Cardiovascular toxicity of the first line cancer chemotherapeutic agents: doxorubicin, cyclophosphamide, streptozotocin and bevacizumab.

OBJECTIVES: Although the mechanisms responsible for the occurrence of congestive heart failure after anti-cancer therapy are largely unknown, both the formation of free radicals in the myocardium and inflammatory cytokines with resultant production of neurohormones could be operative. The common manifestations of cardiovascular toxicity after anti-cancer therapy may include cardiac ischemia, ST-segment elevation, or depression, serious hypotension and bradyarrhythmias with resultant cardiac depression and congestive heart failure, or hyper-tension, serious ventricular tachycardia, cardiac edema, QT prolongation and thrombo-embolism.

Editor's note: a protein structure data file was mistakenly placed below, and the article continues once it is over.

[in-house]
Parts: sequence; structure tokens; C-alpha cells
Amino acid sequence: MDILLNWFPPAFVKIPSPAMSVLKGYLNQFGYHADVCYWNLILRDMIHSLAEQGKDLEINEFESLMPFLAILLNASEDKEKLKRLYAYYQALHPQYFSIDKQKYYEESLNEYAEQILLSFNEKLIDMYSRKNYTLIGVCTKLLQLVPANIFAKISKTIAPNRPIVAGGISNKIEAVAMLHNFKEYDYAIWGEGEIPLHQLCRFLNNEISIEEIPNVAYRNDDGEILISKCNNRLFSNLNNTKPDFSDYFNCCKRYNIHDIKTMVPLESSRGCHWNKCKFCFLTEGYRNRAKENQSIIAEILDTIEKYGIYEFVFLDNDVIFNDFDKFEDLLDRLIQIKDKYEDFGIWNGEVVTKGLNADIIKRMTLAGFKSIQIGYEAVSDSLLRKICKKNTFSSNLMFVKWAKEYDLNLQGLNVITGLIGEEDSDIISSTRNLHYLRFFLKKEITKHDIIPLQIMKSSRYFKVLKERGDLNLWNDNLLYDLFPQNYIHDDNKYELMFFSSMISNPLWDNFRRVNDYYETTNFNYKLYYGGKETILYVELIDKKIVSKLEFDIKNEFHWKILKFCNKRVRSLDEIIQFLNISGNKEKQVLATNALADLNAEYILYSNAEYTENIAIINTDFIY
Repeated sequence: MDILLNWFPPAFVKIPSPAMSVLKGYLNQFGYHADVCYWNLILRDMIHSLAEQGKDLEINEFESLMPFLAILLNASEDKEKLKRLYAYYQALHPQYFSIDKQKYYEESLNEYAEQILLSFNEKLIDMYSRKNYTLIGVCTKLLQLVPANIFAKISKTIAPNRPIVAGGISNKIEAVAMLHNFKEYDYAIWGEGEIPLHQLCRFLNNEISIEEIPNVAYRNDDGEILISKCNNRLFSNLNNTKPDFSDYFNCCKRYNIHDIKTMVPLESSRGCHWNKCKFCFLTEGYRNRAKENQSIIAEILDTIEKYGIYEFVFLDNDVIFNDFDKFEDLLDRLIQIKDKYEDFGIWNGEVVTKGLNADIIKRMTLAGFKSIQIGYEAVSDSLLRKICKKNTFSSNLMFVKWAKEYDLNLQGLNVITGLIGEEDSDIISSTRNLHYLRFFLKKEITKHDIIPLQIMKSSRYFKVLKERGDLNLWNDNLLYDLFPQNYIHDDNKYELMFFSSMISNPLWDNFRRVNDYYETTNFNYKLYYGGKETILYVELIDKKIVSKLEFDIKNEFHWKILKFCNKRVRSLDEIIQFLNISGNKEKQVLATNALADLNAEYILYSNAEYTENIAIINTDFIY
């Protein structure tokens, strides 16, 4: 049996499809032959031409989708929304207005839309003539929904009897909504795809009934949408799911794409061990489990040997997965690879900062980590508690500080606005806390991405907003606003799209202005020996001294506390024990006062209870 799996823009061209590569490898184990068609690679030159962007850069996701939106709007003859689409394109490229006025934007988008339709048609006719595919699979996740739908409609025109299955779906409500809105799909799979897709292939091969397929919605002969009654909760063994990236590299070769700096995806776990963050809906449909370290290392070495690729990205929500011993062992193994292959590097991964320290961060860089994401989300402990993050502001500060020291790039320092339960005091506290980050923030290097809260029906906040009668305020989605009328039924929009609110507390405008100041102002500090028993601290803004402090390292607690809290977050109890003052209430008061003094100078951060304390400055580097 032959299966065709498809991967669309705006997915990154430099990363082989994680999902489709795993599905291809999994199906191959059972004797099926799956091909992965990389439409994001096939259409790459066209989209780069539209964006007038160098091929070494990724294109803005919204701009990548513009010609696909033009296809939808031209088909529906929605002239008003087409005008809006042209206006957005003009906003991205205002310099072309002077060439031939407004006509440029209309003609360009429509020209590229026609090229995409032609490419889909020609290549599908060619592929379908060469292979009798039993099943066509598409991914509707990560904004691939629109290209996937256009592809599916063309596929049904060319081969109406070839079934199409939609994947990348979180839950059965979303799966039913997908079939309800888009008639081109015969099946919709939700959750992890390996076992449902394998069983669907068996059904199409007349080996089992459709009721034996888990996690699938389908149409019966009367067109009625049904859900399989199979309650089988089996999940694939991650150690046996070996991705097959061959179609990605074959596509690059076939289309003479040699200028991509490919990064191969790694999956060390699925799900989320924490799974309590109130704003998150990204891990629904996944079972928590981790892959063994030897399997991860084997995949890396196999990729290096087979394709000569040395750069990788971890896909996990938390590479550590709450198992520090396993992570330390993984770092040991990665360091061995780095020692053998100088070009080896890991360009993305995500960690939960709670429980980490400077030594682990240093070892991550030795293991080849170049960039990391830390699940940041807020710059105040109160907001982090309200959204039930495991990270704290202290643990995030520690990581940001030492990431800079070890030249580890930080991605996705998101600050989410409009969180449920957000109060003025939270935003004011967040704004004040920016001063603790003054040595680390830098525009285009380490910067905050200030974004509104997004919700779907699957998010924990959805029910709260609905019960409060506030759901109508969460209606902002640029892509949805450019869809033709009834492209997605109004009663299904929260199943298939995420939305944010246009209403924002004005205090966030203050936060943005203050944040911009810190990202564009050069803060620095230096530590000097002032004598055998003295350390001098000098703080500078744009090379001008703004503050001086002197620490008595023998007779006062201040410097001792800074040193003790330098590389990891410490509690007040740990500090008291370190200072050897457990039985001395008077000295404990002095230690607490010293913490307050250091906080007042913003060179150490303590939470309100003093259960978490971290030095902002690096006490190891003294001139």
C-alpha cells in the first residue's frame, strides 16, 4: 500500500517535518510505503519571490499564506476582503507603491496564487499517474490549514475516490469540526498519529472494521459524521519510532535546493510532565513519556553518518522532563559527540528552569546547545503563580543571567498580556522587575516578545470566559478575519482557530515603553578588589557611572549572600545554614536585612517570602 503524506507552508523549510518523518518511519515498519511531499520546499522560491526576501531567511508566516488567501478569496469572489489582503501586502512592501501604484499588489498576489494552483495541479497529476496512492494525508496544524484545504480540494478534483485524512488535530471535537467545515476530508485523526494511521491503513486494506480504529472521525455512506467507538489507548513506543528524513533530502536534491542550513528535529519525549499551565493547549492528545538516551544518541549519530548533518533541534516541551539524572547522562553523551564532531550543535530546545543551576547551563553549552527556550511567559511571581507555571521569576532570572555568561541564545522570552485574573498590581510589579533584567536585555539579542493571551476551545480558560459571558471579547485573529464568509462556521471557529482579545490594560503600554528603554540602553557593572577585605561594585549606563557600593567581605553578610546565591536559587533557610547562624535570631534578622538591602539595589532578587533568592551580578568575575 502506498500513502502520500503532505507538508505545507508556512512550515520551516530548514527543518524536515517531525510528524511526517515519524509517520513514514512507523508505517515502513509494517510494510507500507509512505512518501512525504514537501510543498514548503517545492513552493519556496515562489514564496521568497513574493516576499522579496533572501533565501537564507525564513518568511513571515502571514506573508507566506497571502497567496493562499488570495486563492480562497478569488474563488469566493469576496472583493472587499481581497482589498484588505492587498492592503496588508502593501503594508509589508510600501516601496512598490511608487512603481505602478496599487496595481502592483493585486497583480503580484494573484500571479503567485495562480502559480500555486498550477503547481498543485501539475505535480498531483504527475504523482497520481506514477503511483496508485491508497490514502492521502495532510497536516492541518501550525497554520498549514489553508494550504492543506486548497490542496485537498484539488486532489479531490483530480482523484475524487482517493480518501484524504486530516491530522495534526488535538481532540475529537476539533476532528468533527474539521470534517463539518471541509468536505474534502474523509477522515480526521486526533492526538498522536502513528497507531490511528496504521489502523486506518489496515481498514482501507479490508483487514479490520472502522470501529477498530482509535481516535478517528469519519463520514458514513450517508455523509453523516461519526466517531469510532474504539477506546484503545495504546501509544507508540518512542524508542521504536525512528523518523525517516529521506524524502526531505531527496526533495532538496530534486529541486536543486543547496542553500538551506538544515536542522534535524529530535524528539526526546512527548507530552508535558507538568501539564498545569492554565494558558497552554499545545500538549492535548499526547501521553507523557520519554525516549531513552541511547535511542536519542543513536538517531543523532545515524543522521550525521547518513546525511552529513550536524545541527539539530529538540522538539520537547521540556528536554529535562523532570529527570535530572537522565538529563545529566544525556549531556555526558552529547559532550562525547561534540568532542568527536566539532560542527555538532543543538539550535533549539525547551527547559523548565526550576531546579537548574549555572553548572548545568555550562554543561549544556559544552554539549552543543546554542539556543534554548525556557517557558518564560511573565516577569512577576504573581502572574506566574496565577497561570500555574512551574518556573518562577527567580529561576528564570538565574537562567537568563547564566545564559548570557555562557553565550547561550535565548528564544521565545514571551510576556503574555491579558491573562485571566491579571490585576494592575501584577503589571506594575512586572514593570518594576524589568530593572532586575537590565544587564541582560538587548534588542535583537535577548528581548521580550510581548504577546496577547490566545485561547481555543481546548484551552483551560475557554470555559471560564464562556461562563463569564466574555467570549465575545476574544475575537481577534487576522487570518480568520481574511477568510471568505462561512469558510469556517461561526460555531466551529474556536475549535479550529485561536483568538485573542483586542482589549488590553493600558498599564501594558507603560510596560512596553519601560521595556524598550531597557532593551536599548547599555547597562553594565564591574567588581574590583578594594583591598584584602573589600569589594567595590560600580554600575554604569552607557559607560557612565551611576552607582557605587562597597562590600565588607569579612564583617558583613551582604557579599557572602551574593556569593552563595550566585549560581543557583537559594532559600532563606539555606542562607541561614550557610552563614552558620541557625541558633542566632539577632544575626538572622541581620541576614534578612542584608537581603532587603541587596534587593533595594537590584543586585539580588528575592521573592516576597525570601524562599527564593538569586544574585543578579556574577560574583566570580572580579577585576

METHODS & RESULTS: The mechanisms of cardiotoxicity of four representative anti-cancer agents 1) anthracycline doxorubicin, 2) and 3) alkylating agents cyclophosphamine and streptozotocin and 4) the new humanized monoclonal antibody bevacizumab (directed solely against myocardial and vascular endothelial growth factors), were investigated in chronic experiments on rodents for the occurrence and intensity of early electrocardiographic signs of cardiotoxicity, for late biochemical markers, and for the late production of congestive heart failure. Our results suggested a sneaking ascension of long-term multifactorial cardiotoxicity of the four anti-cancer agents tested. Of these quasi-selective bevacizumab (Avastin) that binds to and inhibits endothelial growth factor and thus neoangiogenicity in rats showed unexpectedly high overexpression of inflammatory cytokines and monocyte chemoattractant protein (mcp-1), both in plasma and in the myocardium.

CONCLUSIONS: Thus, suddenly increased and coincidental expression of inflammatory cytokines, neurohormones and chemoattractants in plasma during anti-cancer therapy could be the long-awaited markers of imminent cardiotoxicity.